Y’all already know that I’m a sucker for detective stories with a twist (see: The Last Policeman, The Manual of Detection, etc.). So when this book, whose title is no misnomer, crossed my path, I knew I needed to read it.
But I almost didn’t. I picked up the book and started reading about angels coming down to hell to negotiate moving some of Hell’s souls up to Heaven, and I was like, hold on, this is a detective book, right? After I reassured myself that there would somehow be a murder, in Hell, I went back to reading and things got just even weirder. It turns out that the twist in this detective novel is that it’s also a horror novel, which I somehow managed not to guess from the title, and so in addition to police procedures there is also gruesome sex and violence and a lot of creep factor. Not my cup of tea, usually, but there’s enough other stuff to focus on that you can tune a lot of the gross stuff out.
Unsworth’s premise is a Hell wherein Dante-like punishment has been replaced by toil and drudgery, where human souls are fished out of a sea and formed into beings whose profession — whether prostitute or Information Man — and life in Hell is preordained. When humans die, their souls go back out into the sea for the chance of another go-around, until maybe someday they are randomly chosen to go to Heaven.
Once the murder plot came in, the book picked up quickly for me. Our hero, Thomas Fool, is an Information Man, tasked with solving crimes but usually not bothering to, unless it’s deemed really important. The crime that starts off this novel is really important — a human is dead, but not like regular dead, where his soul goes back into the sea to try again, but like super dead, where is soul is completely and totally gone. This is new in Hell, and both the humans and the demons are wary of whatever demon has managed to accomplish this feat. Fool is tasked with solving this crime above all other priorities, and he soon learns (of course) that Hell isn’t quite what it seems.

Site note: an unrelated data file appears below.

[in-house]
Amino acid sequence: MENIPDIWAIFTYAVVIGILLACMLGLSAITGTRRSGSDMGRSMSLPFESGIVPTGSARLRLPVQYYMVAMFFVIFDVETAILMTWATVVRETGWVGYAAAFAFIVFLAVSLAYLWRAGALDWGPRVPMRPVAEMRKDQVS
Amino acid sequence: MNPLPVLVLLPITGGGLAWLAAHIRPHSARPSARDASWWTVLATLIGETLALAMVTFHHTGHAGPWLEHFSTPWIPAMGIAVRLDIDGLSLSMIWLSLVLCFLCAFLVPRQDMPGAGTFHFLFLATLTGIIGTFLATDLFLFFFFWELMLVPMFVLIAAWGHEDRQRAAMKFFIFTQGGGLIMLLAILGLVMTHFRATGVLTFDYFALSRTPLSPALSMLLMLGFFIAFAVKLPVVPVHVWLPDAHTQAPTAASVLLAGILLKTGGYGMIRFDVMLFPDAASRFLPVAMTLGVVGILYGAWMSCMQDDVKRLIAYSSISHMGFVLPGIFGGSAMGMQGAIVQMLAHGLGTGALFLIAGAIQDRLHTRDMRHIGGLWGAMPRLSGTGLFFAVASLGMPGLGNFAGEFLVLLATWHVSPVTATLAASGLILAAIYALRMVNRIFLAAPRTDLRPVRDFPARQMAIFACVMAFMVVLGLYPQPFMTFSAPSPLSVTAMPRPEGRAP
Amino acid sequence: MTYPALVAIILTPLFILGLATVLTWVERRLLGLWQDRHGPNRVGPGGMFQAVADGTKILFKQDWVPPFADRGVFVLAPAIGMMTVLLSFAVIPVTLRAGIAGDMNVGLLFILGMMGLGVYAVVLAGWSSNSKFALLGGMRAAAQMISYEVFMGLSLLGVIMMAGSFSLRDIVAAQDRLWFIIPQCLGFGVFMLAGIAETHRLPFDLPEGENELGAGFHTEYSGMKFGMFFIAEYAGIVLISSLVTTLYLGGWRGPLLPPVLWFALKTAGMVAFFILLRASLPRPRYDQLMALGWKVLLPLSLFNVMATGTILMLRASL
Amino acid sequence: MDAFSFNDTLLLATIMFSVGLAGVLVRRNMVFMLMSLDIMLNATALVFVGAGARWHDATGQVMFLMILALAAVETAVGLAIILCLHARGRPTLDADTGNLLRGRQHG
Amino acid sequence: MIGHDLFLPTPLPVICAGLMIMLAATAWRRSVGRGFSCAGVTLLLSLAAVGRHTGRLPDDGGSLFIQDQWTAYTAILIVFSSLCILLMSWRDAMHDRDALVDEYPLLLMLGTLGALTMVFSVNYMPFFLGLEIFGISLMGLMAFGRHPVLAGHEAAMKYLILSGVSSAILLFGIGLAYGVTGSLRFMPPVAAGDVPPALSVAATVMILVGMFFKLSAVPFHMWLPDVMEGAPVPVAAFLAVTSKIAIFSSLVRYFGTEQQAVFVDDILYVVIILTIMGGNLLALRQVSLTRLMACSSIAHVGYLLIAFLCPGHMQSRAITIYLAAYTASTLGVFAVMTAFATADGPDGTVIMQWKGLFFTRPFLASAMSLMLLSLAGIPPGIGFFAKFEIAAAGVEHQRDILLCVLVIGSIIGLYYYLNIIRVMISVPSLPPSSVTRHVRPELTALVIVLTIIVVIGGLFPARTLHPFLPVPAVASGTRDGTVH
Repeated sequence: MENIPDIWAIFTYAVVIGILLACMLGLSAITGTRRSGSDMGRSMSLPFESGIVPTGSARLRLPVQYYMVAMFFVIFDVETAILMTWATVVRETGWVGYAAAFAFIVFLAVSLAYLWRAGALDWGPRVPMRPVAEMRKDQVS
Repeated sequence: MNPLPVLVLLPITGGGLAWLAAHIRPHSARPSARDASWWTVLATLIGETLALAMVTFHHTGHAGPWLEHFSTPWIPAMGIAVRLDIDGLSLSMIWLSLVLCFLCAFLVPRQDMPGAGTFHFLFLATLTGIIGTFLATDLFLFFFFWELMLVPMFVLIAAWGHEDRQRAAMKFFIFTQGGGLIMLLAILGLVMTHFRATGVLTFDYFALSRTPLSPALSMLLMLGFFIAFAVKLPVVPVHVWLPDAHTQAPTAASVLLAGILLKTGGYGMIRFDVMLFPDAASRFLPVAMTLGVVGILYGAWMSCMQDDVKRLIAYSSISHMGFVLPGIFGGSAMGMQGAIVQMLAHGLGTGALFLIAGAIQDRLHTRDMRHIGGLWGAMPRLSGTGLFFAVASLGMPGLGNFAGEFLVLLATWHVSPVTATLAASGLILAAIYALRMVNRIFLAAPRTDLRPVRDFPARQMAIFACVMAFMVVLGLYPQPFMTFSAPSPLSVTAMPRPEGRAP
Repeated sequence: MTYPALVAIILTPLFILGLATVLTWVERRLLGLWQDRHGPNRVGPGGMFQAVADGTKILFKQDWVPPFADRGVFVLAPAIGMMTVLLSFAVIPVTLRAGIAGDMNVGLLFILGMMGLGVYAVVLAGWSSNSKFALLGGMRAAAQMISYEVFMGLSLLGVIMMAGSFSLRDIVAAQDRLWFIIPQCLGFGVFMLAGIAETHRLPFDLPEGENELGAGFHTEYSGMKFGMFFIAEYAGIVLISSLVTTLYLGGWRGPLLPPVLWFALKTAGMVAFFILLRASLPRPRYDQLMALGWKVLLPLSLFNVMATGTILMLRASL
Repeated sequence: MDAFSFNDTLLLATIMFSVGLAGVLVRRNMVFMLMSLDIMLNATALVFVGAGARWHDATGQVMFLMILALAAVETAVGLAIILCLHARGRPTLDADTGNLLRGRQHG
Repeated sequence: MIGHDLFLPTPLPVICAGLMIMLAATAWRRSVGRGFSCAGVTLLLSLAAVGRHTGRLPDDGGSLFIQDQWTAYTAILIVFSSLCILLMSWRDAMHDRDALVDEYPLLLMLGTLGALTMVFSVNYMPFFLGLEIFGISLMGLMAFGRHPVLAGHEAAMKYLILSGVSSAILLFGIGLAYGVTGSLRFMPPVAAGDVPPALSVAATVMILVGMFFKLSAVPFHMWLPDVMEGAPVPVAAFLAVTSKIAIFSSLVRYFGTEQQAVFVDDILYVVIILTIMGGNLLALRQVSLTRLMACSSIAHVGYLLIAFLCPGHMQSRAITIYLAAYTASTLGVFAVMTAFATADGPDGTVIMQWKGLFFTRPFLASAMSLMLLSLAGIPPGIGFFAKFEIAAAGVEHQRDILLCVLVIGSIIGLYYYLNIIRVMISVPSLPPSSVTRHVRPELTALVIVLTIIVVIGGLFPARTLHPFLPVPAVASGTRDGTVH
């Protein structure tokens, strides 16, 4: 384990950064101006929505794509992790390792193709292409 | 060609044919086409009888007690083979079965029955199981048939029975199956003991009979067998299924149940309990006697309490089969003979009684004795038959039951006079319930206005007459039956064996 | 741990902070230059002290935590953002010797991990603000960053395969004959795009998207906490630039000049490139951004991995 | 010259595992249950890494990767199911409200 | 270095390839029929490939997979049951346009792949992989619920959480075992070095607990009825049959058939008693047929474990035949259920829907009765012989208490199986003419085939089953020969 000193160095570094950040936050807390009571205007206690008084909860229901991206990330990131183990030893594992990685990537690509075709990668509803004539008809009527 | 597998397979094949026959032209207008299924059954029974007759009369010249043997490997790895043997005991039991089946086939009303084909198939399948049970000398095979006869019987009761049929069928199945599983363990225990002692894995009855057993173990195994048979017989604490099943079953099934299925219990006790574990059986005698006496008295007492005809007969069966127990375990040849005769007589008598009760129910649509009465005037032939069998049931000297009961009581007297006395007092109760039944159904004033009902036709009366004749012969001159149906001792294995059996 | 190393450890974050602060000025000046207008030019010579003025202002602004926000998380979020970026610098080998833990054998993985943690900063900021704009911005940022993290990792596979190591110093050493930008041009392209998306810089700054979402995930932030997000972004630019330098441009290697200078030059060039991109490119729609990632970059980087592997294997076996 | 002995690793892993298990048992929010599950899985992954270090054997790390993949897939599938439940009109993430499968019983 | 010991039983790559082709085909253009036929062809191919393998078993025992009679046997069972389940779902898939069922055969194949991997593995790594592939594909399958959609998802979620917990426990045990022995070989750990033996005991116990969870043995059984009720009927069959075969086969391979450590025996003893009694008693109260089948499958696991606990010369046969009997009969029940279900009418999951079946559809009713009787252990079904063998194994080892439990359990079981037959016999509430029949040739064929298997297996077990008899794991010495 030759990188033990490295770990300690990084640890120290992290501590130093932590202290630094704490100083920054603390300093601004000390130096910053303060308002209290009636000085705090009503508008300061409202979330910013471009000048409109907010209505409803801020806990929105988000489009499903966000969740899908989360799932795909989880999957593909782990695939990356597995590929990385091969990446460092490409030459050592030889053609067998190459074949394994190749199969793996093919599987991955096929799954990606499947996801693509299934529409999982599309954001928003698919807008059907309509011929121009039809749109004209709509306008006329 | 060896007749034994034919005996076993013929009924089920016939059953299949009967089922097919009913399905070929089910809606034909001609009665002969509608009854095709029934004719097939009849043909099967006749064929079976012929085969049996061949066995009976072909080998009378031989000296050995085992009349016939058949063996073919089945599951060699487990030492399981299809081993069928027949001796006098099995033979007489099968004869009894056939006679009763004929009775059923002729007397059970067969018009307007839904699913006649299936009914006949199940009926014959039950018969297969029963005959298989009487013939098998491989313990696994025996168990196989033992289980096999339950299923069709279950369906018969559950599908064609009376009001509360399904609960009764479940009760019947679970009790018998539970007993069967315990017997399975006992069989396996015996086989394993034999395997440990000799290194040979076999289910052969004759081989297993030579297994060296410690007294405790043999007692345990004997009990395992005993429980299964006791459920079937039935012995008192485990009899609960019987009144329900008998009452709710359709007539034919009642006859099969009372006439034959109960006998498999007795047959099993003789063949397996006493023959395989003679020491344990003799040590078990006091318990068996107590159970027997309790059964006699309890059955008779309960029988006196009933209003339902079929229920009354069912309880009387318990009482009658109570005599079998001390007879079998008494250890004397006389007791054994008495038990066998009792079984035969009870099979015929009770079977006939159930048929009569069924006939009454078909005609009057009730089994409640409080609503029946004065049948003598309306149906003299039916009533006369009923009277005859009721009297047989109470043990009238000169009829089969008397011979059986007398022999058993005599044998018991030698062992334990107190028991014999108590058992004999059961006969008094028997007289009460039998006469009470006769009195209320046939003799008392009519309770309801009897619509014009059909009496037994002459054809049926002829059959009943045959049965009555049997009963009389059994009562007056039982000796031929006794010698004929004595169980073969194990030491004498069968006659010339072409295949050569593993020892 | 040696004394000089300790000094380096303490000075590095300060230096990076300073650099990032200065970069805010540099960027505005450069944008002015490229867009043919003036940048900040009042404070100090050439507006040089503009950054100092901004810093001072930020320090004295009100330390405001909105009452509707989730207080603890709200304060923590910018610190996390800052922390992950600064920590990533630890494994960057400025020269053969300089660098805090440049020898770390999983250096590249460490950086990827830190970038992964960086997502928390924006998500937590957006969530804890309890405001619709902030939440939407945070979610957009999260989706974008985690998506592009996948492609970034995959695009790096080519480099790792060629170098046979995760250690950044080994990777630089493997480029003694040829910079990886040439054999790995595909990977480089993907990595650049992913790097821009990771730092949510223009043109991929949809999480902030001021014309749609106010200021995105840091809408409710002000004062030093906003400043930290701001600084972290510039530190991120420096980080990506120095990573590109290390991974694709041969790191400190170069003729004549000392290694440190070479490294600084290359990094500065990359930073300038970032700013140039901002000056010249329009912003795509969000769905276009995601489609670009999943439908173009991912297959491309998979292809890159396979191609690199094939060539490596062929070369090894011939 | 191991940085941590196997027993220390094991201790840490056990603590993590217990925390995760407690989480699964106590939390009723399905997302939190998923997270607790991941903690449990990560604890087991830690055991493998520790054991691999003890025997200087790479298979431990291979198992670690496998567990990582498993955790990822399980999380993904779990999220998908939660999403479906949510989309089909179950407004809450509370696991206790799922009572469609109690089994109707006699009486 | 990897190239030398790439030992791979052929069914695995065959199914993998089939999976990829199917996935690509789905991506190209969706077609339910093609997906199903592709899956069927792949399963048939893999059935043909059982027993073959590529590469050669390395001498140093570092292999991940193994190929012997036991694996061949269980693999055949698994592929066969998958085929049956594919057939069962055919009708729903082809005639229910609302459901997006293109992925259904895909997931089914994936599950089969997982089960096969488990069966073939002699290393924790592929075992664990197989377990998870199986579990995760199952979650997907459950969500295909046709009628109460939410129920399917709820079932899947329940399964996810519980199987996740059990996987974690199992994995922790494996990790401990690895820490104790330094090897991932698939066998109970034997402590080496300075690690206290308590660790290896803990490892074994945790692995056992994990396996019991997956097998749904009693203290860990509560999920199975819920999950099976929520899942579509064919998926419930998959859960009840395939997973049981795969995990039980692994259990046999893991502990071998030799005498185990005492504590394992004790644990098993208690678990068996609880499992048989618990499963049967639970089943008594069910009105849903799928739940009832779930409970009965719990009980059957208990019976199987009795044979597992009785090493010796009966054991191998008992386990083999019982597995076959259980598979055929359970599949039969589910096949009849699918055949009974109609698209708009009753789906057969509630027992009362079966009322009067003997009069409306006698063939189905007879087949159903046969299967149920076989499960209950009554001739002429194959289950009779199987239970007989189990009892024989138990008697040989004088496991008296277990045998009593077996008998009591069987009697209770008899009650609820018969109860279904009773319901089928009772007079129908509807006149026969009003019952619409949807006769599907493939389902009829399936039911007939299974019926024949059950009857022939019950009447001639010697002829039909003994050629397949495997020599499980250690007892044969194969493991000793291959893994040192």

This book is fascinating mostly for its setting and world-building, laying out a Hell not terribly different from regular life and changing up the rules that we and even the angels of this world are used to. The mystery was not super difficult for me to figure out, but Fool’s troubles with it pave the way for the intriguing ending (that I believe is leading into a sequel) and allow more time to learn about this strange afterlife, so I guess I can give it a pass.
I’m glad I came into this book fairly blind, because I might not have read it otherwise and it’s actually a pretty decent book! If they publish that sequel, I will definitely check it out.
Recommendation: For fans of not-quite-detective stories and those who are not or don’t mind feeling squeamish.